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David Conte

Date of birth1955

Conte, David

American composer, conductor, choral clinician, and student of Nadia Boulanger. Born December 20 in Denver Colorado of musical parents, Conte’s father played trumpet in the Air Force Academy Band; his mother sang under Robert Shaw in the Cleveland Orchestra Chorus, and observing those rehearsals was among his earliest musical experiences. Conte studied piano and choral singing in the Lakewood (OH) public schools, where he was mentored by B. Neil Davis, before attending Bowling Green State University (OH), majoring in composition. After his studies with Boulanger as a Fulbright Scholar, and subsequent graduation from Bowling Green (Bachelor of Music, 1978; composition with Wallace DePue), he attended Cornell University (Master of Fine Arts; 1981, Doctor of Musical Arts; 1983; Composition with Karel Husa, Steven Stucky, and Robert Palmer; conducting with Thomas Sokol). Conte worked with Aaron Copland in 1982 preparing a thesis on his manuscript sketches. Since 1985 he has been Professor of Composition and Conservatory Chorus conductor at the San Francisco Conservatory of Music, and joined the composition faculty of the European American Musical Alliance in Paris in 2010.

Conte has been regularly commissioned to compose music in multiple genres, including six operas and two film scores; his choral commissions include three works for Chanticleer, and works for the San Francisco Symphony Chorus, among others. Conte's first opera, The Dreamers (Philip Littell, librettist) received notice at its 1996 premiere, resulting in a commission from the Oakland-East Bay Symphony to extract from it a cantata, The Journey (2001). The Gift of the Magi (second opera; Nicholas Giardini, librettist) has received numerous productions since its 1997 premiere. His film scores include music for PBS documentary, Orozco: Man of Fire (2006), and Ballets Russes (2005). Prominent orchestral works include “Fantasy for Orchestra”, and “A Copland Portrait”. His organ compositions have received wide acceptance, especially “Soliloquy”, and “Pastorale and Toccata.”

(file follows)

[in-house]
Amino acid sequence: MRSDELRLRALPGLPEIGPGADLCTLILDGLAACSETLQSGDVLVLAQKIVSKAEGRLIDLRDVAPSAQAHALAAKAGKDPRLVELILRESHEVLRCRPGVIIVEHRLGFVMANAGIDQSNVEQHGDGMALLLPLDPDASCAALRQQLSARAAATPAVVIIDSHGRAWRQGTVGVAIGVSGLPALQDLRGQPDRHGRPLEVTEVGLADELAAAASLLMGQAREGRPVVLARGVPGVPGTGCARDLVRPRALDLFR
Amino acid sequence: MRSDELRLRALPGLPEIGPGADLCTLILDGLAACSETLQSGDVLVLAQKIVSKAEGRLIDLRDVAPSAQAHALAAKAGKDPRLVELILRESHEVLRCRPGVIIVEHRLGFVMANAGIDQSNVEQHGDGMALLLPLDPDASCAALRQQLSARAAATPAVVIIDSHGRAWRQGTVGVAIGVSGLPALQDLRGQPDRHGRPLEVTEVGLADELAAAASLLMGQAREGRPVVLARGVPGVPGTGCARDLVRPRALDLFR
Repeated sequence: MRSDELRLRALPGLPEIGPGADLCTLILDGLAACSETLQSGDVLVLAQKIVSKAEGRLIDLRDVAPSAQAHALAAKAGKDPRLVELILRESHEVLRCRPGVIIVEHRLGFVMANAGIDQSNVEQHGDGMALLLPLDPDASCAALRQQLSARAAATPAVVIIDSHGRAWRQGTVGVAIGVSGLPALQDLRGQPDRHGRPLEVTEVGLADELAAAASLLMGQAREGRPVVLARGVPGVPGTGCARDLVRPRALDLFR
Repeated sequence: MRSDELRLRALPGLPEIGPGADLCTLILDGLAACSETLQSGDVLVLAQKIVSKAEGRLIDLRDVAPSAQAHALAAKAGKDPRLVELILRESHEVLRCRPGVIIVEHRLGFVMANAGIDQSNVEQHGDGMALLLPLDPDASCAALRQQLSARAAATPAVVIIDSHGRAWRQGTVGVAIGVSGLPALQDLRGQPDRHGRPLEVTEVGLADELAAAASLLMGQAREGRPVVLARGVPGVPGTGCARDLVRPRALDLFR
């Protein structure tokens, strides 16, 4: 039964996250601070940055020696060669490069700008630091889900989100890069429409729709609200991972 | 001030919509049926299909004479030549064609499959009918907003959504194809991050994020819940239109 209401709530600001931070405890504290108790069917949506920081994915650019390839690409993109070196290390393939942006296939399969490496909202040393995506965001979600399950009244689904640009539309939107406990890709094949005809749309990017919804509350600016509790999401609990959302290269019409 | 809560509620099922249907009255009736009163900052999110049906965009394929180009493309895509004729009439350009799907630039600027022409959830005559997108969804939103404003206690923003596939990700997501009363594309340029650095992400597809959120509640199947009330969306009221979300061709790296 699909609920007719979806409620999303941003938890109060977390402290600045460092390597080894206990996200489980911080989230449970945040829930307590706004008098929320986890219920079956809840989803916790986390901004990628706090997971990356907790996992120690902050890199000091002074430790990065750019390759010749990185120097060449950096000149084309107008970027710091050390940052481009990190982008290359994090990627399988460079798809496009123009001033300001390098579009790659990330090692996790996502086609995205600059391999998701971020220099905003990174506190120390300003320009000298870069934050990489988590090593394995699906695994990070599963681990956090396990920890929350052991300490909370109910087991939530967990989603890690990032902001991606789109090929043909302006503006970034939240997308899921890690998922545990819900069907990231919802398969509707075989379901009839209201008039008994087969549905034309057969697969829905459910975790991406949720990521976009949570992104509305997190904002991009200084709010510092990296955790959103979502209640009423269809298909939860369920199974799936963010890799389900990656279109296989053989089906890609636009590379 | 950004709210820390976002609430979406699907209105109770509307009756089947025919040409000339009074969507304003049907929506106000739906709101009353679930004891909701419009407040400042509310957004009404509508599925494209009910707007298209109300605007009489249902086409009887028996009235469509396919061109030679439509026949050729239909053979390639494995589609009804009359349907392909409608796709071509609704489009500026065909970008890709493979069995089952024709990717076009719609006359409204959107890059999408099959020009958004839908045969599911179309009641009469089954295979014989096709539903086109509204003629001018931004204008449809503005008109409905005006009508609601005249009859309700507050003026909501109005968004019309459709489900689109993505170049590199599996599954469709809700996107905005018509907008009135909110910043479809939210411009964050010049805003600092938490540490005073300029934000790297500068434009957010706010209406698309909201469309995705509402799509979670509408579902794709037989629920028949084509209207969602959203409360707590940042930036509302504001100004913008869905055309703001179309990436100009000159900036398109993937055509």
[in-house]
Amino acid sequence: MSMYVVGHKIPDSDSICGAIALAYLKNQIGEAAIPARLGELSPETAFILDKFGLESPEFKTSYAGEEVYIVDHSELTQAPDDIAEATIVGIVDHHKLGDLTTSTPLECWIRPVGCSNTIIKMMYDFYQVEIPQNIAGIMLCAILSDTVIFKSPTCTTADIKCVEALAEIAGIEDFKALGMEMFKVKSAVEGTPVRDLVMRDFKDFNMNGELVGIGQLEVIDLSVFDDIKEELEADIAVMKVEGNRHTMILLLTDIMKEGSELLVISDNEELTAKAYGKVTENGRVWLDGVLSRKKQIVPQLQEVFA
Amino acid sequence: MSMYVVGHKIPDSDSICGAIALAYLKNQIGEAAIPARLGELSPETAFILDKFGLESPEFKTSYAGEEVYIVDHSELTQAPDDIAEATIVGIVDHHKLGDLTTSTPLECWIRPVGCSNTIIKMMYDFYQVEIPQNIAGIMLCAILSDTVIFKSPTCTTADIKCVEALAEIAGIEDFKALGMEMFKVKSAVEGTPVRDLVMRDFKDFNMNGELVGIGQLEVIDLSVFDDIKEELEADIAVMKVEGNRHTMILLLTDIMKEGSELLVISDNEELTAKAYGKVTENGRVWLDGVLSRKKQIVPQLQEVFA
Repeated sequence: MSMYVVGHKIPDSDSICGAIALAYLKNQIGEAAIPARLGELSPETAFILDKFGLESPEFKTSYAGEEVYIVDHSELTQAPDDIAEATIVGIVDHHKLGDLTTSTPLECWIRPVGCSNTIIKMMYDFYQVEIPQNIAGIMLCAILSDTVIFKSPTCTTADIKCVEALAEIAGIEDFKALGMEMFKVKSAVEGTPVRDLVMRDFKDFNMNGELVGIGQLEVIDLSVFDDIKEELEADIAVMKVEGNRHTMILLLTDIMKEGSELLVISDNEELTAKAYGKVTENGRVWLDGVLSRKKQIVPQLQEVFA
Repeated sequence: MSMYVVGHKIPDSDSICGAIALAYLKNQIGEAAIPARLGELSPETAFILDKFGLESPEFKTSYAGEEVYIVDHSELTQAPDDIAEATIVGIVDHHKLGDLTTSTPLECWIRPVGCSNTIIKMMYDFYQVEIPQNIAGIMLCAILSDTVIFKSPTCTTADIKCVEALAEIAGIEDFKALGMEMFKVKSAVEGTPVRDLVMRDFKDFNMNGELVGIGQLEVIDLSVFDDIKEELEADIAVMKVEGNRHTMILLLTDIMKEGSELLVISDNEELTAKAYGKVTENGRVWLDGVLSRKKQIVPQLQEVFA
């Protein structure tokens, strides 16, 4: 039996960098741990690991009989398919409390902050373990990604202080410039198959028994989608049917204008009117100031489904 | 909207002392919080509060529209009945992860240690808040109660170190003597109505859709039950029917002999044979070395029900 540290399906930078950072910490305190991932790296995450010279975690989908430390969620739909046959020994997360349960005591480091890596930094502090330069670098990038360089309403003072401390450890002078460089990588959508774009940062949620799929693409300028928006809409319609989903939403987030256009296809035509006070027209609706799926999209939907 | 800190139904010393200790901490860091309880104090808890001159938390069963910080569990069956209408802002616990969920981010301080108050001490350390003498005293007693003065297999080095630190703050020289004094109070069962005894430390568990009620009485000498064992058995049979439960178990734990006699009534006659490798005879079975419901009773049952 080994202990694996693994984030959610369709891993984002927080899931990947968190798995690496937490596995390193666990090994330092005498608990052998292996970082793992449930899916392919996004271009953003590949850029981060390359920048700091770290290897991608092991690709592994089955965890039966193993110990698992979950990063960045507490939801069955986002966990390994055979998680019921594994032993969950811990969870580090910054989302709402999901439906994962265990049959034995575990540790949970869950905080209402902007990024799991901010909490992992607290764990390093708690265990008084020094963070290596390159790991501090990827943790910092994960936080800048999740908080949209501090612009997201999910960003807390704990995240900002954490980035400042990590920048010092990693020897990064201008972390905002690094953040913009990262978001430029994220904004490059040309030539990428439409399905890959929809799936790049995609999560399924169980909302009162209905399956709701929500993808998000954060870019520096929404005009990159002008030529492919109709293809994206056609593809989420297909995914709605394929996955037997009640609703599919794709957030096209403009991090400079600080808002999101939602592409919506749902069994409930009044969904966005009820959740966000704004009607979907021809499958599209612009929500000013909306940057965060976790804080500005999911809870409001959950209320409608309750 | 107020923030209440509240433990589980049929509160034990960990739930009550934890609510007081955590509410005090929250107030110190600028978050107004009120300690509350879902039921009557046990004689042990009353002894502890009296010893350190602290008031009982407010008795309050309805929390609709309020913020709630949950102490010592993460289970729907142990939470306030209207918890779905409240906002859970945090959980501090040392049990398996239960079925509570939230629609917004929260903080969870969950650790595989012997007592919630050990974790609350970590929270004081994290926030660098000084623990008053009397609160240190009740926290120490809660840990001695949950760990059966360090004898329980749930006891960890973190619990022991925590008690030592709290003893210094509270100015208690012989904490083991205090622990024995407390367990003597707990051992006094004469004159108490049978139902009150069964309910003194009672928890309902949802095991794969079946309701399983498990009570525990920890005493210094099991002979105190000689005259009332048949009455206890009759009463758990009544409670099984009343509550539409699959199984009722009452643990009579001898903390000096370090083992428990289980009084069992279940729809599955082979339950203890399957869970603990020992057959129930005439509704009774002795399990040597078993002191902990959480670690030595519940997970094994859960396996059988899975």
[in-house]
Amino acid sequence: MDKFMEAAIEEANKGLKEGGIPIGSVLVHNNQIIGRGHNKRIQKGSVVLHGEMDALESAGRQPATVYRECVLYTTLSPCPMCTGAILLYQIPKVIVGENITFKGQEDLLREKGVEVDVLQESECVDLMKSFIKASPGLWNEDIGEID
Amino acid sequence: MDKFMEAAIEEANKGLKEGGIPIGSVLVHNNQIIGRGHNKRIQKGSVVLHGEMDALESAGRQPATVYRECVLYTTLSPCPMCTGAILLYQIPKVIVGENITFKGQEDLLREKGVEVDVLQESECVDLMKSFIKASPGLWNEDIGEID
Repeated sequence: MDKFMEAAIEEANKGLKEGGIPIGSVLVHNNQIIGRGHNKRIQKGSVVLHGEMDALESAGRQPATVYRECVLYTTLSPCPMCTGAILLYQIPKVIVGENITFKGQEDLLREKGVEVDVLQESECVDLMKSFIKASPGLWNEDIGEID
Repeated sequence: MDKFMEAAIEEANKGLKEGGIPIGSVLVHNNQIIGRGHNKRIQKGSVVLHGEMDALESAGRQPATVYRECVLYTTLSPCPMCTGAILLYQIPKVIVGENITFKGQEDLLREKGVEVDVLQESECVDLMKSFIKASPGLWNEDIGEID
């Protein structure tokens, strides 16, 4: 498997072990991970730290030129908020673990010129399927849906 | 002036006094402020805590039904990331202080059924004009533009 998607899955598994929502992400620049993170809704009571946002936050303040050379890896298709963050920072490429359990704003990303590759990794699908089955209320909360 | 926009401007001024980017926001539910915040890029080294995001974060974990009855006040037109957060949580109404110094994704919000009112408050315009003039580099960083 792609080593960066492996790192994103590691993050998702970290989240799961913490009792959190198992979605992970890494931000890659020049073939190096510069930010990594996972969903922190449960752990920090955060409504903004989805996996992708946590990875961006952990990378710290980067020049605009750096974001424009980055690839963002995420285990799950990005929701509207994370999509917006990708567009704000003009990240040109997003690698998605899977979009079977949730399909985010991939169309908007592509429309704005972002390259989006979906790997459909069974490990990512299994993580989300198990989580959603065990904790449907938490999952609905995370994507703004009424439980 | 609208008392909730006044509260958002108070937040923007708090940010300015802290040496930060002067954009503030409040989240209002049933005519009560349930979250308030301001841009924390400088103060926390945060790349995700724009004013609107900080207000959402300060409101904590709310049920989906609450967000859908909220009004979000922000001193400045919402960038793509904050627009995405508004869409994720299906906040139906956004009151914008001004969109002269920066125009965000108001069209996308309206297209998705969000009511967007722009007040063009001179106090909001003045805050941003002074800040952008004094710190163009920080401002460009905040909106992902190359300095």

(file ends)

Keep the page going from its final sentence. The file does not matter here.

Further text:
Conte is recognized foremost for his choral music. His compositions (available exclusively through E.C. Schirmer) are characterized by careful text declamation, powerful rhythmic drive, and attention to harmonic language, phrasing, and balance. Conte's compositional voice reflects of the qualities of craftsmanship and harmonic sensibility taught by Boulanger and embodied by Aaron Copland. His choral works have been recorded by Chanticleer, St. Olaf College Choir, the American Repertory Singers, and Elektra Women’s Choir, among others. His works have received performances at conventions of the American Choral Directors Association, International Federation of Choral Music, American Guild of Organists, Gay and Lesbian Association of Choruses, Chorus America and High School All-State concerts.

Representative Choral Works
Cantate Domino (1975)
Ave Maria (1991)
Charm me asleep (1993)
In Praise of Music (SSA 1991; SATB; 1994)
Invocation and Dance (TTBB 1986; SATB 1989)
The Waking (1985)
Elegy for Matthew (TTBB 1999; SATB 2000)
An Exhortation (2009)
A Hope Carol (2006)
The Nine Muses (ACDA Brock commission; 2007)

Select Recordings
David Conte: Music for Chorus and Organ, 2008, ARSIS Audio, CD159
A Choral Tapestry, 1997, St. Olaf Recordings, E 2047
Classic Elektra, 1995, Skylark Recordings, 9042
Chanticleer: Out of this World, 1994, Teldec, TLD 96515
M. A. Conran: A Study of David Conte’s Secular SATB Choral Works
with Non-Orchestral Score Complement (diss., U. Arizona, 2003)
D. P. DeVenney: “The Choral World of David Conte: A Conversation
with the Composer,” Choral Journal, xlvii , no.8 (February 2007): 77-80
D. Schrock: Choral repertoire. (Oxford U. Press; New York, 2009)
M. D. Wilkins: An analysis of three selected choral works of David
Conte utilizing ensemble accompaniment (diss., U. of Northern Colorado) - FORTHCOMING
D. Conte: A Copland Portrait: Memories of a Friendship
Choral Journal July, 2012)

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